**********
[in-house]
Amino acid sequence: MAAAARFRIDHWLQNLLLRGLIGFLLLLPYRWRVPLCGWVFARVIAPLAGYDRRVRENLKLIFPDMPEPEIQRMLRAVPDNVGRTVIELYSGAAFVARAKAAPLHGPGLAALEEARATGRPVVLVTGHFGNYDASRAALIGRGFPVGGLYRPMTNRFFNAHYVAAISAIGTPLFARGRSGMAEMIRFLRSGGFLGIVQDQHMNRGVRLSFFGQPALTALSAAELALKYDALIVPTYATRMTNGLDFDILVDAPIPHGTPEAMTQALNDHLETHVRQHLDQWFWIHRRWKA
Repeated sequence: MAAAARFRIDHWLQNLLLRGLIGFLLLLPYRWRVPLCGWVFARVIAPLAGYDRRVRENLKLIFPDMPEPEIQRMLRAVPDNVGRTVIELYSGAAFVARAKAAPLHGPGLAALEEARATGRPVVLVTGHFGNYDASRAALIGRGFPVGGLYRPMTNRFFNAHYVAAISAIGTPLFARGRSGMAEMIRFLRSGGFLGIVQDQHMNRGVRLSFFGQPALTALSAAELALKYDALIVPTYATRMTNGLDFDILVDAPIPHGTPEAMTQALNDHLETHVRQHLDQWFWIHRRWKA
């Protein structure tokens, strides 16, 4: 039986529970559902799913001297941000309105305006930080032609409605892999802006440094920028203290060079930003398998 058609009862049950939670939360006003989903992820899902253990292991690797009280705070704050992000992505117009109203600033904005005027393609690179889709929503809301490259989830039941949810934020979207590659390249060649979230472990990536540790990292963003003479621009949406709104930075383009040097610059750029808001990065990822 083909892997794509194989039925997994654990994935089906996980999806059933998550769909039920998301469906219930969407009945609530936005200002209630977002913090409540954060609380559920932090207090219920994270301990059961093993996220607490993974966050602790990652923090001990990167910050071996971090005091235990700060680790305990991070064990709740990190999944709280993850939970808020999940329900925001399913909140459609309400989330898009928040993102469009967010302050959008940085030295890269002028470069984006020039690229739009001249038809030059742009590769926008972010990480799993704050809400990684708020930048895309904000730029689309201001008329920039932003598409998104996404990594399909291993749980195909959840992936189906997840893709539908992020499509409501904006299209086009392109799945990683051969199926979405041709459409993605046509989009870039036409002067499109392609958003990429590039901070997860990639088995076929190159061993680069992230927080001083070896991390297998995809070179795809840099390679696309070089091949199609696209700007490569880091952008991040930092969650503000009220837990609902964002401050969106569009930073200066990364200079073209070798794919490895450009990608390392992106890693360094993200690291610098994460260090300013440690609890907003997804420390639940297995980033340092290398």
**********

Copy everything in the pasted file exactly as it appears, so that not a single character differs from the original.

[in-house]
Amino acid sequence: MAAAARFRIDHWLQNLLLRGLIGFLLLLPYRWRVPLCGWVFARVIAPLAGYDRRVRENLKLIFPDMPEPEIQRMLRAVPDNVGRTVIELYSGAAFVARAKAAPLHGPGLAALEEARATGRPVVLVTGHFGNYDASRAALIGRGFPVGGLYRPMTNRFFNAHYVAAISAIGTPLFARGRSGMAEMIRFLRSGGFLGIVQDQHMNRGVRLSFFGQPALTALSAAELALKYDALIVPTYATRMTNGLDFDILVDAPIPHGTPEAMTQALNDHLETHVRQHLDQWFWIHRRWKA
Repeated sequence: MAAAARFRIDHWLQNLLLRGLIGFLLLLPYRWRVPLCGWVFARVIAPLAGYDRRVRENLKLIFPDMPEPEIQRMLRAVPDNVGRTVIELYSGAAFVARAKAAPLHGPGLAALEEARATGRPVVLVTGHFGNYDASRAALIGRGFPVGGLYRPMTNRFFNAHYVAAISAIGTPLFARGRSGMAEMIRFLRSGGFLGIVQDQHMNRGVRLSFFGQPALTALSAAELALKYDALIVPTYATRMTNGLDFDILVDAPIPHGTPEAMTQALNDHLETHVRQHLDQWFWIHRRWKA
């Protein structure tokens, strides 16, 4: 039986529970559902799913001297941000309105305006930080032609409605892999802006440094920028203290060079930003398998 058609009862049950939670939360006003989903992820899902253990292991690797009280705070704050992000992505117009109203600033904005005027393609690179889709929503809301490259989830039941949810934020979207590659390249060649979230472990990536540790990292963003003479621009949406709104930075383009040097610059750029808001990065990822 083909892997794509194989039925997994654990994935089906996980999806059933998550769909039920998301469906219930969407009945609530936005200002209630977002913090409540954060609380559920932090207090219920994270301990059961093993996220607490993974966050602790990652923090001990990167910050071996971090005091235990700060680790305990991070064990709740990190999944709280993850939970808020999940329900925001399913909140459609309400989330898009928040993102469009967010302050959008940085030295890269002028470069984006020039690229739009001249038809030059742009590769926008972010990480799993704050809400990684708020930048895309904000730029689309201001008329920039932003598409998104996404990594399909291993749980195909959840992936189906997840893709539908992020499509409501904006299209086009392109799945990683051969199926979405041709459409993605046509989009870039036409002067499109392609958003990429590039901070997860990639088995076929190159061993680069992230927080001083070896991390297998995809070179795809840099390679696309070089091949199609696209700007490569880091952008991040930092969650503000009220837990609902964002401050969106569009930073200066990364200079073209070798794919490895450009990608390392992106890693360094993200690291610098994460260090300013440690609890907003997804420390639940297995980033340092290398």